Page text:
Encouraging Airmindedness in Children Today
Even if airmindedness is no longer an overt goal for airports, some of them have made an effort to create spaces specifically for children that encourage imaginative play. Chicago’s O’Hare International Airport, for instance, features the “Kids on the Fly” exhibition, which has a model airplane, control tower, and helicopter that children can play on. The designers, Peter and Sharon Exley, renowned for creating environments for children, based the exhibit on the concept of “learning by doing.” The space is built with a view to the airport’s apron, where aircraft can be seen taking off and landing.
Other airports also have “kid zones,” featuring aviation-themed installations for play. While Adey and others have emphasized the educational nature of such interactive spaces, Stoff says he finds little of pedagogical value in them. “It’s really to keep kids from bouncing off the walls” while they wait for flights, he argues.
In addition, kids can find the Aviation Library and Louis A. Turpen Aviation Museum in the International Terminal of San Francisco International Airport. John Hill is the curator-in-charge of aviation, and he says that airports can still serve a pedagogical role “by virtue of their existence… whether it’s planned at all.”
“We still get glimpses of the airfields,” he said, “and that may excite young minds.”
The museum’s collection includes everything from a 1930s flight officer’s briefcase to model aircraft and an archival library. The museum engages with the local school district and averages about 3,000 student visits each year. It has developed an education program around an exhibition of the China Clipper, a flying boat built for transoceanic flights for Pan American Airways. Students are tasked with making observations about different types of flying boats, examining flight routes, and making paper airplanes to learn the basics of aerodynamics.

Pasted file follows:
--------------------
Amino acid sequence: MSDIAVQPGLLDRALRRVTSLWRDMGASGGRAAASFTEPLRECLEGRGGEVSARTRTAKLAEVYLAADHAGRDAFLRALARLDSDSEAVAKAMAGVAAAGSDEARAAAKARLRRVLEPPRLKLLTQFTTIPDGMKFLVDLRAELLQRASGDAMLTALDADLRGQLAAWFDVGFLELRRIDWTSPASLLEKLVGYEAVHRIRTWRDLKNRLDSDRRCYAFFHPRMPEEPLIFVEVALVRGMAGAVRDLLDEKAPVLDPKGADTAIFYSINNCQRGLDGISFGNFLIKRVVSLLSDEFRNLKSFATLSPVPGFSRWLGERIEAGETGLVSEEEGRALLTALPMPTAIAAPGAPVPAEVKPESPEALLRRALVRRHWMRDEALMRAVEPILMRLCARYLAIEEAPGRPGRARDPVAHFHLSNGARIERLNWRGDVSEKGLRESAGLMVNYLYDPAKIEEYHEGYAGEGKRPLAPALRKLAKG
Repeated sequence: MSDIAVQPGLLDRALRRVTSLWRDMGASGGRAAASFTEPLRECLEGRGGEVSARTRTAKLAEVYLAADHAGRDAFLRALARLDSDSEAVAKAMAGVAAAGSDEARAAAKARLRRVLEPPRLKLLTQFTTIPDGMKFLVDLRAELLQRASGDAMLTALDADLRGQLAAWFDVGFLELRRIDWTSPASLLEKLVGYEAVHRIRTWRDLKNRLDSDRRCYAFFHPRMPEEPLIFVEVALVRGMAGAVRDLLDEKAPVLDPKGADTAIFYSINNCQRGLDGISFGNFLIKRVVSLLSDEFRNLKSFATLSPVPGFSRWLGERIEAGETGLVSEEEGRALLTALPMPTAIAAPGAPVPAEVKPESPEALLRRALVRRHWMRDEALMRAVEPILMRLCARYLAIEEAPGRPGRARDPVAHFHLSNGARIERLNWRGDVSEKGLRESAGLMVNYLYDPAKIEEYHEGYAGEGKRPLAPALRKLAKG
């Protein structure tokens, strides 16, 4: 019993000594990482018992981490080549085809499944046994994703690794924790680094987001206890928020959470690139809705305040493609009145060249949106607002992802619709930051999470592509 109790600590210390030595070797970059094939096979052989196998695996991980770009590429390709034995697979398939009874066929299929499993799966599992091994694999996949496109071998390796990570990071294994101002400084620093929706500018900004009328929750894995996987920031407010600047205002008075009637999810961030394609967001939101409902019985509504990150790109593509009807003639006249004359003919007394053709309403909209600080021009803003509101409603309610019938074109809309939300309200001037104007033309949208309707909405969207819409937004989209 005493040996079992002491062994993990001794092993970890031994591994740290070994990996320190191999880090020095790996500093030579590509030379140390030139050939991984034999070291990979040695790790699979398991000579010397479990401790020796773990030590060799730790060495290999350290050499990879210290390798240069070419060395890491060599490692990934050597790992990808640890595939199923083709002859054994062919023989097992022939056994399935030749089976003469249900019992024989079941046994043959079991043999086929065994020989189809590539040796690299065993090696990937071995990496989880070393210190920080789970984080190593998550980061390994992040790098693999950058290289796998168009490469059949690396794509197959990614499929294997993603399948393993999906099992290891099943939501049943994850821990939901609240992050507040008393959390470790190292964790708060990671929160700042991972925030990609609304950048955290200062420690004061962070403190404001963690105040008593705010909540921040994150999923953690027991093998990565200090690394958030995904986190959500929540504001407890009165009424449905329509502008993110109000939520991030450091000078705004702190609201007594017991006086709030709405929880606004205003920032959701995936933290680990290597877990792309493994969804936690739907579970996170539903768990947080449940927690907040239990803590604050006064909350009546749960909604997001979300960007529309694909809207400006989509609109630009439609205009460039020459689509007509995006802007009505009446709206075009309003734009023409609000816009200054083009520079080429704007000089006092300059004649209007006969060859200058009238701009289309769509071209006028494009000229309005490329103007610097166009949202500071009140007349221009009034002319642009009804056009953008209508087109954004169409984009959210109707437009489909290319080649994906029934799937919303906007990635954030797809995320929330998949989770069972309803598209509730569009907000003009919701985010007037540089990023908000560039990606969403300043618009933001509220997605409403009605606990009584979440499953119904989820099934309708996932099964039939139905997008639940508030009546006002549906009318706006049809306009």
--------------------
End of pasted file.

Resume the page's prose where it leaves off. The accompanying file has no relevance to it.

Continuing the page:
Hill said he can tell when an exhibition is a hit with the students. “When smudges or impressions are low on the exhibition cases… I know we’ve attracted some young viewers,” he said.
Student groups can also be taken on a trip on the airport’s AirTrain, “which is super fun,” says Hill, or to what’s known as the “noise abatement center,” where sound levels are monitored. “We have not been able to take them up into the tower in recent years because the FAA [Federal Aviation Administration] isn’t keen on that,” he added.
The airport also plans to create an observation deck with full-height windows where people will be able to engage in plane spotting, just like in the old days.
While aviation education may not be as overt as it was in the heyday of flight, Hill said it remains important and has become intertwined with STEM studies. “The global air transport system is well established now, and maybe it’s something we take for granted,” he said.
It’s difficult to imagine any concerted effort to engage children in the kind of education that might lead to the enthusiasm for flight that existed in the air age. The 9/11 attacks led to further security enhancements that curtailed airport mobility for youngsters, and the experience of navigating highly secured modern terminals and gates can often lead to a sense of dread and disorientation. But airports continue to play a vital role in teaching people, including children, about the interconnected world in which we live. And there are still times when a child might be seen gazing out a terminal window at the jetliners rising up into the air with a sense of wonder and curiosity.
Built Environment (1978-), Vol. 33, No. 4, Children, Young People and Built Environments (2007), pp. 417-429
'Ten thousand lads with shining eyes are dreaming and their dreams are wings': affect, airmindedness and the birth of the aerial subject
Cultural Geographies, Vol. 18, No. 1 (January 2011), pp. 63-89
Sage Publications, Ltd.